Thursday, July 17, 2014


Since yesterday's post centered on beginnings, so it seemed fitting to talk about endings today. Finishing a project brings mixed emotions. Elation, of course. But it might also make a writer feel a bit sad.

The characters they'd been living with are suddenly out of the picture. If it's a novel, the writer has been in touch with these people for a long time. Maybe he's happy to finally have them out oif his hair but he just might start wondering how they're doing. Anyone who has written fiction knows that the characters feel like real people.

I think a writer needs a little time between the ending of one writng project and the beginning of another. We're just not ready to jump in and begin again immediately. Don't wait too long, though. Delaying a new project becomes easier and easier as time goes on. So give yourself a moderate amount of time and then get moving.

We end entire projects but we also have to end individual pieces of writing. Whether it's a short story, a novel, a personal essay, a how-to article or a poem--it needs a proper ending. It is just as important as the opening hook. Maybe more because it's the final impression you leave with your readers.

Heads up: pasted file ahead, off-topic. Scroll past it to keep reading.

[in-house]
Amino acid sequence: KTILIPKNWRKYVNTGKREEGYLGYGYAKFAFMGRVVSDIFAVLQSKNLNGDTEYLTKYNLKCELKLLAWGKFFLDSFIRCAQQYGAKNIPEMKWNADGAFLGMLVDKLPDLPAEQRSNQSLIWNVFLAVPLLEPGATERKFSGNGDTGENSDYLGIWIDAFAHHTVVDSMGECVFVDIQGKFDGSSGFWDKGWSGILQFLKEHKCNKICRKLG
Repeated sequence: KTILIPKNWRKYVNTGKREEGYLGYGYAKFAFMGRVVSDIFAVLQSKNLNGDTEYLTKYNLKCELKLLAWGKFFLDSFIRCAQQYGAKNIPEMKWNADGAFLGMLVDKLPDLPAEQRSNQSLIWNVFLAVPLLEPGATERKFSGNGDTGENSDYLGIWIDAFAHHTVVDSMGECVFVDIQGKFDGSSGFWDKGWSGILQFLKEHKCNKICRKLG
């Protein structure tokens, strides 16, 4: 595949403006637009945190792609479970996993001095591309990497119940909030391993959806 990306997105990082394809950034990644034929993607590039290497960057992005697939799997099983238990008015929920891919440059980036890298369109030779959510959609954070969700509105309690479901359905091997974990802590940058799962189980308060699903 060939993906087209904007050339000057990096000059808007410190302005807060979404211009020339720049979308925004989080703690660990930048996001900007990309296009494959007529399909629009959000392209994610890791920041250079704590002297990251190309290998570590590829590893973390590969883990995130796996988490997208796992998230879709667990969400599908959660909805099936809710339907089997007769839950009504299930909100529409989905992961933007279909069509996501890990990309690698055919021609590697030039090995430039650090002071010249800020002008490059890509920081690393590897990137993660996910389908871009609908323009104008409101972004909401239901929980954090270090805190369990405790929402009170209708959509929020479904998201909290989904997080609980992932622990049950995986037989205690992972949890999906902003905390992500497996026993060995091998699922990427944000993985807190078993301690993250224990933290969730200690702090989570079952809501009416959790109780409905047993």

Have you ever read a book that you really enjoyed until the end because the end fell flat? There was no satisfaction for the reader. There may not have been a pulling together of all the rest of what had been written. I've occasionally read a book that leaves me with more questions than answers at the end.

Many writers try to use what is said at the beginning to bring the piece full cirlce at the end. That's one technique but not the only one. Some like to give the reader a surprise, even a shock, at the conclusion.

One of the best books on writing that I've read is written by Nancy Kress and is part of the Writer's Digest series. The title is Beginnings, Middles and Ends  Click on the title for the Amazon page on this highly rated book. I noticed this is a newer edition than the one I read quite some years ago. Looks like maybe I should check into this newer one.

Today, I've mentioned two types of endings. The one where you finish an entire writing project, ready to move on to the next one and the actual ending section of whatever it is you're writing.

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